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‘Regarding Henry’ (PG-13)

By Desson Howe
Washington Post Staff Writer
July 12, 1991

Yuppies have gone too far, Hollywood's been telling us lately. Obsessed with the American dream, they've left their values and their nuclear families in the dust. In "Regarding Henry," mega-lawyer Harrison Ford is guilty of both crimes. Boy, is he going to get it.

Not only will he fall, he'll undergo the cruelest rehabilitation a lawyer could possibly imagine. He's going to become a human. You gotta love this premise. As the movie starts, he's won yet another huge case. He has all the success and power an upper-incomer could want: partnership, plush office, slave-secretary, Manhattan spread, as well as a beautiful wife (Annette Bening) and daughter (Mikki Allen).

The trouble is, he's out of human touch with everything. That case he won was for a hospital against a defenseless diabetic. He's out of love with Bening, and he can't communicate with his daughter. When the 12-year-old needs comforting, he sits on the edge of her bed and says, "Finished a real big case today, Honey, and Daddy won. OK?"

Let others spoil for you what happens to Ford, but his life changes radically upon entering a grocery store. After this incident, he's going to have to relearn everything.

Watching "Henry" is very gratifying on a nonintellectual level. Director Mike Nichols moves through this story through the appropriate emotions with linear simplicity. Ford, who goes from control freak to powerless (but triumphant) child, makes the rather one-dimensional redemption work. He has this half-smirk that he's used consistently, from "Star Wars" to "Presumed Innocent," which works every time. It's a sort of grimace, wince and smile all in one; he uses it here with comi-tragic success.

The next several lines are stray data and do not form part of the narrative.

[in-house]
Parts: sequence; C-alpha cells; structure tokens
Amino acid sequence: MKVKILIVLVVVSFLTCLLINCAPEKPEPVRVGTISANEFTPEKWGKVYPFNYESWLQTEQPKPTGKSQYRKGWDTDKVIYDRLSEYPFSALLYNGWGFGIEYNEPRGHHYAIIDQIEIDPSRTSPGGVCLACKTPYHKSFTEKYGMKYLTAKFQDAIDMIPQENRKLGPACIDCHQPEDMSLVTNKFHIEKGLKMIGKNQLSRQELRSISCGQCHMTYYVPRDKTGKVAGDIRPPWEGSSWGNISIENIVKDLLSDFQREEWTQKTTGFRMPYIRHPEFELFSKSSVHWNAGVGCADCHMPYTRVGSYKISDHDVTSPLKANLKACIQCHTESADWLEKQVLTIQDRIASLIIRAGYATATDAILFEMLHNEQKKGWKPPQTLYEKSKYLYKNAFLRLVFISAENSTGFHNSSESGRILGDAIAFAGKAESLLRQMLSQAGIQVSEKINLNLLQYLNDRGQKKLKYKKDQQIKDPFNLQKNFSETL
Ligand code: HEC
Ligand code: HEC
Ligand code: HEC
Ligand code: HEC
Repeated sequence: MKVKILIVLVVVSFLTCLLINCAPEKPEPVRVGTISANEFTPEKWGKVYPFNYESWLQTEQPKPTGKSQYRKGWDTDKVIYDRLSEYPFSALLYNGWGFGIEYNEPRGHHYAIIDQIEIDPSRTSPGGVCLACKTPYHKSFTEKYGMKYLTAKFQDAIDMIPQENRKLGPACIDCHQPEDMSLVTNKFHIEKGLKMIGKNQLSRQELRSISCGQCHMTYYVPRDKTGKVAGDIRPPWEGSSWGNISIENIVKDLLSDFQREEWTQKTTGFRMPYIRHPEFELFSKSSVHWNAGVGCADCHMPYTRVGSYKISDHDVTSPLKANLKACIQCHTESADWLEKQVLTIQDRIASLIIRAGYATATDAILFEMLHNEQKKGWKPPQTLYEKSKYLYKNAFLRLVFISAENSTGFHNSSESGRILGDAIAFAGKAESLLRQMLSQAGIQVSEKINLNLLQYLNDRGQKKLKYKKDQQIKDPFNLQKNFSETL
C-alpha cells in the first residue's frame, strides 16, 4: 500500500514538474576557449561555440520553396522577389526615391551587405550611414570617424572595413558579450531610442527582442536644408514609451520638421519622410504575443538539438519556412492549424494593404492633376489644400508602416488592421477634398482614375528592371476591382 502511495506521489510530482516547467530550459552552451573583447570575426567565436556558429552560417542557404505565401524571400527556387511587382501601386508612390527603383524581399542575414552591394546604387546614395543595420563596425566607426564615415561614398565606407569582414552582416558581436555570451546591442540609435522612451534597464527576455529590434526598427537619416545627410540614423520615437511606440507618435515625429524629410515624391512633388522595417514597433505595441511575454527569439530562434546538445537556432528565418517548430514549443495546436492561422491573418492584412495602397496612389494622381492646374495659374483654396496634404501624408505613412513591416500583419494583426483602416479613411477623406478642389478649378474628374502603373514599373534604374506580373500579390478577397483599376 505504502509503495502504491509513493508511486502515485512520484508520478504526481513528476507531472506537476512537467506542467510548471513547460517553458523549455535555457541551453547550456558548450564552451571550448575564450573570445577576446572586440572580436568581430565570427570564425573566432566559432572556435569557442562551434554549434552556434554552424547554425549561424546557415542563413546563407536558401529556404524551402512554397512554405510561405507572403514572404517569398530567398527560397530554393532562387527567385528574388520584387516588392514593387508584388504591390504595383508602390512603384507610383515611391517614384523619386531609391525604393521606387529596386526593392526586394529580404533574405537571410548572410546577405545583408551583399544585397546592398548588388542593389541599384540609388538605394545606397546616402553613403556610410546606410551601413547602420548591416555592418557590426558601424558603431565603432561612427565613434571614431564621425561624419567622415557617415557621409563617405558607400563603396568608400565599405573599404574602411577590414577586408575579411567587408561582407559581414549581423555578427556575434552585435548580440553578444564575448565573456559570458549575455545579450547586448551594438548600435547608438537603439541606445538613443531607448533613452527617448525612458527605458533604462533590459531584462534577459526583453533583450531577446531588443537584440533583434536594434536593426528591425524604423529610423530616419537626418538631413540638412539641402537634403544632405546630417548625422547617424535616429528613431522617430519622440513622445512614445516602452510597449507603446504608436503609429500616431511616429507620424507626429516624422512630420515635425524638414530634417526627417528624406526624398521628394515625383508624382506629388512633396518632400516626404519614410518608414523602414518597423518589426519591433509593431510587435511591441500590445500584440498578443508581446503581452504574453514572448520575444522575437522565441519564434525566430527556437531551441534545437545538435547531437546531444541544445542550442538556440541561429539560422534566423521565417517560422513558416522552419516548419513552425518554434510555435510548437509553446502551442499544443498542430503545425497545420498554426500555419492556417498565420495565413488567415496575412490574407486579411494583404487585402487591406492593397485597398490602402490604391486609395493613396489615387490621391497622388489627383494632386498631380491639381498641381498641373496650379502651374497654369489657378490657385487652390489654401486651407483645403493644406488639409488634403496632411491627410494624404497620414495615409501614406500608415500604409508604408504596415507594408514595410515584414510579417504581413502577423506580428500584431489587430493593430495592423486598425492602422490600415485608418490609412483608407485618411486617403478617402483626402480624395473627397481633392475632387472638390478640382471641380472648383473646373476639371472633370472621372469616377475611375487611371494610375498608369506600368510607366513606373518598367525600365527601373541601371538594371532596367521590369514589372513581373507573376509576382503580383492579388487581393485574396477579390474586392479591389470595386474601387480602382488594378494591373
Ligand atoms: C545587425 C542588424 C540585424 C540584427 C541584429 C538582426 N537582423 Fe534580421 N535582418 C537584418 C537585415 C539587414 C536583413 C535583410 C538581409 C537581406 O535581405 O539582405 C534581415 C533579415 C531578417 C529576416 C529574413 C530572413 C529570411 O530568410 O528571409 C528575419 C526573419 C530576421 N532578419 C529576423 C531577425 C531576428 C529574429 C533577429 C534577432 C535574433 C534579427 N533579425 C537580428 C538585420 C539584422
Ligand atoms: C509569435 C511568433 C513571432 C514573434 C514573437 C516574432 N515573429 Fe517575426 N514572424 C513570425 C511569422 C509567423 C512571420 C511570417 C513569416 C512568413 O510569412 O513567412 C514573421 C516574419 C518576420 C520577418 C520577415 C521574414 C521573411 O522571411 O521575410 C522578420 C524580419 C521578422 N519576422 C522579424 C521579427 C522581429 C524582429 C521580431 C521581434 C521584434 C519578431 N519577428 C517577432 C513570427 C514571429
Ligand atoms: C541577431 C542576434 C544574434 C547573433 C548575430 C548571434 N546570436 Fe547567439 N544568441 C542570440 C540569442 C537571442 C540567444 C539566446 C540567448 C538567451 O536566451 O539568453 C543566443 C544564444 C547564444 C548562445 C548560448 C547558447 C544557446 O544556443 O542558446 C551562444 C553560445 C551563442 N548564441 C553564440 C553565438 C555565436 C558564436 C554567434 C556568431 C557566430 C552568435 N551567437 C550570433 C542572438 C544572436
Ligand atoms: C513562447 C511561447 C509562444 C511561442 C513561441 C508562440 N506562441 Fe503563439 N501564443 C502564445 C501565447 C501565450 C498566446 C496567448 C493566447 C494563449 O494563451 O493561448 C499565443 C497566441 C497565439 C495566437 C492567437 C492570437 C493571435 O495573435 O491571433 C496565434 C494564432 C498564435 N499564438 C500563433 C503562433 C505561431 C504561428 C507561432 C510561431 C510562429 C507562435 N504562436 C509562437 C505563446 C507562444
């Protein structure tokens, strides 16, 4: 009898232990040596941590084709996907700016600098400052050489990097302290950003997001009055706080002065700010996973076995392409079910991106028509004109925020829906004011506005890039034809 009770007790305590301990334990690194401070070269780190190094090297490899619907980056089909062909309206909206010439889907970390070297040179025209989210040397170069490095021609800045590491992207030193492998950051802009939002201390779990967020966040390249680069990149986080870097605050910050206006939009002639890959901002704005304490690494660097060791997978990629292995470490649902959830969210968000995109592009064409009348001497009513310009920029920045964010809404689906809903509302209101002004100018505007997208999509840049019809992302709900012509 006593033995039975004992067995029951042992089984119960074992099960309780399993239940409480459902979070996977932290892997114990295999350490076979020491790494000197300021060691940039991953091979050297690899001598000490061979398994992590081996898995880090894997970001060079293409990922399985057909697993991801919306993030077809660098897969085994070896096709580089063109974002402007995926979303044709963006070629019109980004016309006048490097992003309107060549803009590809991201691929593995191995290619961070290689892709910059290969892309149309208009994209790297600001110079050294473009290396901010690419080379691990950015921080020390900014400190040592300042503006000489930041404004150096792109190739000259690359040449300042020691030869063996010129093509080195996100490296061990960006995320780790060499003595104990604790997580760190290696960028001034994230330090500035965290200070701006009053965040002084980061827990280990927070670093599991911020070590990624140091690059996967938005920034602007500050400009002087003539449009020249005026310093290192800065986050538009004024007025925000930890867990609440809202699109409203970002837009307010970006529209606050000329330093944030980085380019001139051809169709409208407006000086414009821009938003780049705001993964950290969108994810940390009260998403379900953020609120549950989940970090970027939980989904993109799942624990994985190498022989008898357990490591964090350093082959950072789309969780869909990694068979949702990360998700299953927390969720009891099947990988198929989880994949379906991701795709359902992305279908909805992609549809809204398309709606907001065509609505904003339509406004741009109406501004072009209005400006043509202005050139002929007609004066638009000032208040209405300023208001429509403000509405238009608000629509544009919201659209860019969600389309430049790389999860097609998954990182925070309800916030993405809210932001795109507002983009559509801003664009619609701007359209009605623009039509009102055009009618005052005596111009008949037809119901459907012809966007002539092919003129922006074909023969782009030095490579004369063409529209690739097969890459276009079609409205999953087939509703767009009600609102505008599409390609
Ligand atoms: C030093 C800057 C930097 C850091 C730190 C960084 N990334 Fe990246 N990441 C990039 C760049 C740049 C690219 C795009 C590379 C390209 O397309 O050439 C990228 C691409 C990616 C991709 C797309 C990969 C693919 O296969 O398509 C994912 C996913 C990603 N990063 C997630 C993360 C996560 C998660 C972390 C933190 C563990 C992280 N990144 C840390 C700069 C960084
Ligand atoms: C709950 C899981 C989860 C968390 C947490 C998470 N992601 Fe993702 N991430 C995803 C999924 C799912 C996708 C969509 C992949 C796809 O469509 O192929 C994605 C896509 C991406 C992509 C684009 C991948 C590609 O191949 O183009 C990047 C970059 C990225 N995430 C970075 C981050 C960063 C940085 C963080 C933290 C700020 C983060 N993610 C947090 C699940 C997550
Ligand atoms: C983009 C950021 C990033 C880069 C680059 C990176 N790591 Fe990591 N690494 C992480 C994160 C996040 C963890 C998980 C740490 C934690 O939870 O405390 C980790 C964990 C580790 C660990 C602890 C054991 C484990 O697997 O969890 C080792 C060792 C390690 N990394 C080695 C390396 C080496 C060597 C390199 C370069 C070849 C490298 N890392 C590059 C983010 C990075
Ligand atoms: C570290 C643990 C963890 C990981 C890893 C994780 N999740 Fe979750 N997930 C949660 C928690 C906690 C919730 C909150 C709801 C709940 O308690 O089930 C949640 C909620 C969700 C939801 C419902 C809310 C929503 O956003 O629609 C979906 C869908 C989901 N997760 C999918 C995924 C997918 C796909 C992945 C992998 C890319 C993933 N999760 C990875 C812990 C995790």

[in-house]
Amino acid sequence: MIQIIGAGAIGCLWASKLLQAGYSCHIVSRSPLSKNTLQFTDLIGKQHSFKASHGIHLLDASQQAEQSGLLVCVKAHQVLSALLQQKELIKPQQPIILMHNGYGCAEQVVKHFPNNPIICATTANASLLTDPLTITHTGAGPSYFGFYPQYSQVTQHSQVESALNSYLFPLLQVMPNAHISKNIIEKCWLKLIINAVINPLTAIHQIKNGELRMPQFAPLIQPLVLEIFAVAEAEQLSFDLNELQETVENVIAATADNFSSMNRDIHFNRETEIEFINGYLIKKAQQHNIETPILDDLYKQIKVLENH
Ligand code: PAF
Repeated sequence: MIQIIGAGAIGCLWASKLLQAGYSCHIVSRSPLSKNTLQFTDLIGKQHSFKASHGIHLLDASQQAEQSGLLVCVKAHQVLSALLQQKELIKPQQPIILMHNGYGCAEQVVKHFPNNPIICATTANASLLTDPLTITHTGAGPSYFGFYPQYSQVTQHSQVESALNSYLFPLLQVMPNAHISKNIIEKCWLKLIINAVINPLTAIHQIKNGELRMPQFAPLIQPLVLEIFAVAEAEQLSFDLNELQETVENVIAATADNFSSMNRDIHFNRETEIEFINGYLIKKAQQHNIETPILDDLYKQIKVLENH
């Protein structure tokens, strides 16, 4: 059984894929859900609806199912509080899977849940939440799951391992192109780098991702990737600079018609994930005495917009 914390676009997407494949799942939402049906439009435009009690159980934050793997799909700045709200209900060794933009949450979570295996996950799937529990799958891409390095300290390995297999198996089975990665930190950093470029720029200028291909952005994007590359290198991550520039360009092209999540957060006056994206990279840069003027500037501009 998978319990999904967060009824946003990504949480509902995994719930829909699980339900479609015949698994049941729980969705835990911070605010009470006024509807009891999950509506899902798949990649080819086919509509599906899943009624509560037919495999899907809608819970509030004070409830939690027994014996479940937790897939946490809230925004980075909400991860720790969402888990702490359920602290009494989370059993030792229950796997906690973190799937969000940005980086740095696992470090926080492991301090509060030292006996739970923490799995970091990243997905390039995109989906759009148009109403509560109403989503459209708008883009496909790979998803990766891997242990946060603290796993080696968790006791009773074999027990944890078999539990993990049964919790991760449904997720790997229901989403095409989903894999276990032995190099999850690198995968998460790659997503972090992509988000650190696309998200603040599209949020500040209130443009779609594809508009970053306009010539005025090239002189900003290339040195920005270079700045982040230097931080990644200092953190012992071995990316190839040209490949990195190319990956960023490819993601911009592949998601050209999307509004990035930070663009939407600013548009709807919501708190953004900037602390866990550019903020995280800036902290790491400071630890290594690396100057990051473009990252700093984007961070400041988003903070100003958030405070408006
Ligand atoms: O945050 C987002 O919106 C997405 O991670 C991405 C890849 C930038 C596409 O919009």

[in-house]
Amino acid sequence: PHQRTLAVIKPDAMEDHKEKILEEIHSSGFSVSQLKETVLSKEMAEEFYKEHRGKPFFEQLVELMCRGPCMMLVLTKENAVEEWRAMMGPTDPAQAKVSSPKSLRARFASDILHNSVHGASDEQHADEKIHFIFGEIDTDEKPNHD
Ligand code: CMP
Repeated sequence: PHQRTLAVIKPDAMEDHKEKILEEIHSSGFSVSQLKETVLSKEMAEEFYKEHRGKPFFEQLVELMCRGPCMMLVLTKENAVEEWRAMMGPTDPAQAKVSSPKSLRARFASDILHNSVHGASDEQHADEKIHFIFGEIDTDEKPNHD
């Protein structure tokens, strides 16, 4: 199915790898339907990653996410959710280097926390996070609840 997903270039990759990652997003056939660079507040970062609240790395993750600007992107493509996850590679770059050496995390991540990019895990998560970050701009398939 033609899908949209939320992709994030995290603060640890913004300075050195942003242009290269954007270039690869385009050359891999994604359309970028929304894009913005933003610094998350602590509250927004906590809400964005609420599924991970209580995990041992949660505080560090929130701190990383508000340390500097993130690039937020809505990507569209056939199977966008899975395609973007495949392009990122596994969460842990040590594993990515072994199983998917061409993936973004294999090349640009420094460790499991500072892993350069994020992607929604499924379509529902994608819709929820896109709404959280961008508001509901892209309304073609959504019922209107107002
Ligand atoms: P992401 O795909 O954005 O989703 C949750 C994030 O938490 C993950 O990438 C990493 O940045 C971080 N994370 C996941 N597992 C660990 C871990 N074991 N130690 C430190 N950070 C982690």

Bening, fast becoming a big star by way of "Valmont," "The Grifters," "Guilty by Suspicion" and "Postcards From the Edge," keeps up her momentum. Faced with daunting obstacles, she takes to the task with believability and warmth. As the daughter suffering from parental lovelessness, firsttime performer Allen is disarmingly natural. Bill Nunn, who plays a significant helpmate in Ford's spiritual recovery, makes his moments count with an engaging mixture of compassion and randy gusto.

But apart from the story's initial twist, there's little in "Henry" that you can't see coming. In addition to defending the wrong clients and ignoring his family, Old Ford likes eggs, doesn't say hello to the doorman, hates the new dining table and thinks his daughter should go to a snooty private school. Guess where New Ford stands on these issues.

Screenwriter Jeffrey Abrams obviously did his homework, gleaning those movies that cried their way to the bank, including "Big," "Rain Man," "Ghost" and "Awakenings." Nevertheless, any character movie in the sense-bruising summer season is always welcome. Given what it sets out to do -- make the Henrys of the world appreciate their families for the neat little nuclear units they are -- "Henry" easily wins its case.

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